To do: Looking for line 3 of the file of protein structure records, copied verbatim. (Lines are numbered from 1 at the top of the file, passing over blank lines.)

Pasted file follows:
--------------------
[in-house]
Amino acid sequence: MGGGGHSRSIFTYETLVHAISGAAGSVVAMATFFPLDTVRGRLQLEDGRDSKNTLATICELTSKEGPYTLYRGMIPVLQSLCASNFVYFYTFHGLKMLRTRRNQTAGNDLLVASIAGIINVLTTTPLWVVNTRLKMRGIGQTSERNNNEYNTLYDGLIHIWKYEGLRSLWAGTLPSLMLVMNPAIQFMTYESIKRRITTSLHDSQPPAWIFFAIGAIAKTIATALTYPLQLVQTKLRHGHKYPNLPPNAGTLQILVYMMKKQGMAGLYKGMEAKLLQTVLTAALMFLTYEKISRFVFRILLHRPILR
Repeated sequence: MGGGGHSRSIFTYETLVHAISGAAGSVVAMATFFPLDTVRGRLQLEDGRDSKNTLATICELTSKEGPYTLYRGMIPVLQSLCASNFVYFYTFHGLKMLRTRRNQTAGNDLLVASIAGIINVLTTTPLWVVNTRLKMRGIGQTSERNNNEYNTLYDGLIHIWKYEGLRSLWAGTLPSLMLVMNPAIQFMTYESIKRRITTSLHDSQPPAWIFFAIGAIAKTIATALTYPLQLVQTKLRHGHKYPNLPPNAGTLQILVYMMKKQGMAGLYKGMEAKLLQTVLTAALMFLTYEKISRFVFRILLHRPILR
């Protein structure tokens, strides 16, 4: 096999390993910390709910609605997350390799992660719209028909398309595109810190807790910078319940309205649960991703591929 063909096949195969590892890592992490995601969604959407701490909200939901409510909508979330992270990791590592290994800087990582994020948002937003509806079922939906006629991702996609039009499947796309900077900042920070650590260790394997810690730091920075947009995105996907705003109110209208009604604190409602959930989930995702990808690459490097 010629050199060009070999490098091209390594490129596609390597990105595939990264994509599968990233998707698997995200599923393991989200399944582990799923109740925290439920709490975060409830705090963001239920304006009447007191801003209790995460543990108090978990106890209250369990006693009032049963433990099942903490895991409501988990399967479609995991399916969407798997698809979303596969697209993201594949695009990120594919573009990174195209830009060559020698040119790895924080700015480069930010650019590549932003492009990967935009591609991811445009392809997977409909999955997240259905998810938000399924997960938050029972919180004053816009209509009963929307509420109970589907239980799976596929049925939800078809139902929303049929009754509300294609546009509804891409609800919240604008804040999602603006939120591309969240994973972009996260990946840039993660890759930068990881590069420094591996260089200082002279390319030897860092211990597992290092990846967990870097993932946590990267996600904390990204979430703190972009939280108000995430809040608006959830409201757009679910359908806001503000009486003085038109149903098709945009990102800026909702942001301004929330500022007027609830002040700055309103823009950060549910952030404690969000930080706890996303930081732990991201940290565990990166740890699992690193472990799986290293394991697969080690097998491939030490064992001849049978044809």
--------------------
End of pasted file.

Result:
Repeated sequence: MGGGGHSRSIFTYETLVHAISGAAGSVVAMATFFPLDTVRGRLQLEDGRDSKNTLATICELTSKEGPYTLYRGMIPVLQSLCASNFVYFYTFHGLKMLRTRRNQTAGNDLLVASIAGIINVLTTTPLWVVNTRLKMRGIGQTSERNNNEYNTLYDGLIHIWKYEGLRSLWAGTLPSLMLVMNPAIQFMTYESIKRRITTSLHDSQPPAWIFFAIGAIAKTIATALTYPLQLVQTKLRHGHKYPNLPPNAGTLQILVYMMKKQGMAGLYKGMEAKLLQTVLTAALMFLTYEKISRFVFRILLHRPILR